Do Parental Distractions from Smart Phones Result in More Child Injuries?

Researcher Craig Palsson from the Department of Economics at Yale University has found that “from 2005 to 2012, injuries to children under five increased by 10%. Using the
expansion of ATT’s 3G network, I find that smartphone adoption has a causal impact
on child injuries. This effect is strongest amongst children ages 0-5, but not children
ages 6-10, and in activities where parental supervision matters. I put this forward as
indirect evidence that this increase is due to parents being distracted while supervising
children, and not due to increased participation in accident-prone activities.” Read the research.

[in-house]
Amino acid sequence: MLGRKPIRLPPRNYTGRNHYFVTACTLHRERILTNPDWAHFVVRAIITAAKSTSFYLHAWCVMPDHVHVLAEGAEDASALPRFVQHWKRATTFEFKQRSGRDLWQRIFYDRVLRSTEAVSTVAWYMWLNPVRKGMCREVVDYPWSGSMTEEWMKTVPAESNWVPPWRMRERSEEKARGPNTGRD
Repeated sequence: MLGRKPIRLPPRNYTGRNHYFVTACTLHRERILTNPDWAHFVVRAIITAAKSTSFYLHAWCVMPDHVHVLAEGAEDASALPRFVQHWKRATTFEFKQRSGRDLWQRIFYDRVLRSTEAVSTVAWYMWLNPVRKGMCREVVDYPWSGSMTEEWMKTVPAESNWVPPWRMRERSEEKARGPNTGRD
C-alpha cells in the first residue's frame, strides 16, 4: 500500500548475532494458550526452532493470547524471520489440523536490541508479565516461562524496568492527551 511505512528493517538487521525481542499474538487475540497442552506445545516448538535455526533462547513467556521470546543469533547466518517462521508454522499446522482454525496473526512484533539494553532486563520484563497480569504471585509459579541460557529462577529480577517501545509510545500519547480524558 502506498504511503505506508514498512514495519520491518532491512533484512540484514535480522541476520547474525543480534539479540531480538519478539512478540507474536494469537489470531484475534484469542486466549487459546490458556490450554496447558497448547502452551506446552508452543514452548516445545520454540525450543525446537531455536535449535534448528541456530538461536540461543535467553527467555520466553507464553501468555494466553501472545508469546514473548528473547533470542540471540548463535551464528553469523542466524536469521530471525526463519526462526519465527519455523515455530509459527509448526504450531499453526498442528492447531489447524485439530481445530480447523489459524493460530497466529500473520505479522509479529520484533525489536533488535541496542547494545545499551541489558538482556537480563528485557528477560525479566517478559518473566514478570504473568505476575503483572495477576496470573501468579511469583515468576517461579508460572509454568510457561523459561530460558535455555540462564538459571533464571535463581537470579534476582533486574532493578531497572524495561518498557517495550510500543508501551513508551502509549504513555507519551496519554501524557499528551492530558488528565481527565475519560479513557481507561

Palsson assembled data from the National Electronic Injury Surveillance System, run by the Consumer Product Safety Commission. The government does not collect any information from the phone, but instead relies on a sample of hospital emergency room visits involving consumer products. (Hat tip,


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